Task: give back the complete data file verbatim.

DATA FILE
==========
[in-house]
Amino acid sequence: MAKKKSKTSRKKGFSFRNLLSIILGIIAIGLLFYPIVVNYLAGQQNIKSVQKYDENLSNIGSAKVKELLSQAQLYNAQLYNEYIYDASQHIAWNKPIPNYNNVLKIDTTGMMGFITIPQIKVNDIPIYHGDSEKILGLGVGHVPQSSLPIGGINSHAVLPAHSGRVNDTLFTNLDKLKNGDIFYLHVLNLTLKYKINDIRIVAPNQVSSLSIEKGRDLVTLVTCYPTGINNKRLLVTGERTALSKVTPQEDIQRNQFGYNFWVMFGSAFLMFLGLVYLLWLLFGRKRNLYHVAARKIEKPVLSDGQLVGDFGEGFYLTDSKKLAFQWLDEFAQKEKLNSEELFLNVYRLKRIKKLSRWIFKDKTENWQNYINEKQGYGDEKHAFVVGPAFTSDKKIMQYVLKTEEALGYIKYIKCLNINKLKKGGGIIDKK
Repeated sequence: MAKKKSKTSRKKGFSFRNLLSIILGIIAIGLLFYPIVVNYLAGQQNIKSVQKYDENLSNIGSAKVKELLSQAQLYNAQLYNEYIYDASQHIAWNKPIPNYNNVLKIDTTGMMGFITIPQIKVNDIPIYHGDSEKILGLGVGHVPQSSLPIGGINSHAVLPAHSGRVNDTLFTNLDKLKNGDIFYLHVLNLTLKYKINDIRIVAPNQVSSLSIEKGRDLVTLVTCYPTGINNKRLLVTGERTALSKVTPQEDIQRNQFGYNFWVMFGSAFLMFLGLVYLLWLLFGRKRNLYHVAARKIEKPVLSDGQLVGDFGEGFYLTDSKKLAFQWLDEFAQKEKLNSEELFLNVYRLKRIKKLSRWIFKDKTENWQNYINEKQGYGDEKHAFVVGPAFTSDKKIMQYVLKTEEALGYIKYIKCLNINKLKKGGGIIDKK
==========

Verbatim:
[in-house]
Amino acid sequence: MAKKKSKTSRKKGFSFRNLLSIILGIIAIGLLFYPIVVNYLAGQQNIKSVQKYDENLSNIGSAKVKELLSQAQLYNAQLYNEYIYDASQHIAWNKPIPNYNNVLKIDTTGMMGFITIPQIKVNDIPIYHGDSEKILGLGVGHVPQSSLPIGGINSHAVLPAHSGRVNDTLFTNLDKLKNGDIFYLHVLNLTLKYKINDIRIVAPNQVSSLSIEKGRDLVTLVTCYPTGINNKRLLVTGERTALSKVTPQEDIQRNQFGYNFWVMFGSAFLMFLGLVYLLWLLFGRKRNLYHVAARKIEKPVLSDGQLVGDFGEGFYLTDSKKLAFQWLDEFAQKEKLNSEELFLNVYRLKRIKKLSRWIFKDKTENWQNYINEKQGYGDEKHAFVVGPAFTSDKKIMQYVLKTEEALGYIKYIKCLNINKLKKGGGIIDKK
Repeated sequence: MAKKKSKTSRKKGFSFRNLLSIILGIIAIGLLFYPIVVNYLAGQQNIKSVQKYDENLSNIGSAKVKELLSQAQLYNAQLYNEYIYDASQHIAWNKPIPNYNNVLKIDTTGMMGFITIPQIKVNDIPIYHGDSEKILGLGVGHVPQSSLPIGGINSHAVLPAHSGRVNDTLFTNLDKLKNGDIFYLHVLNLTLKYKINDIRIVAPNQVSSLSIEKGRDLVTLVTCYPTGINNKRLLVTGERTALSKVTPQEDIQRNQFGYNFWVMFGSAFLMFLGLVYLLWLLFGRKRNLYHVAARKIEKPVLSDGQLVGDFGEGFYLTDSKKLAFQWLDEFAQKEKLNSEELFLNVYRLKRIKKLSRWIFKDKTENWQNYINEKQGYGDEKHAFVVGPAFTSDKKIMQYVLKTEEALGYIKYIKCLNINKLKKGGGIIDKK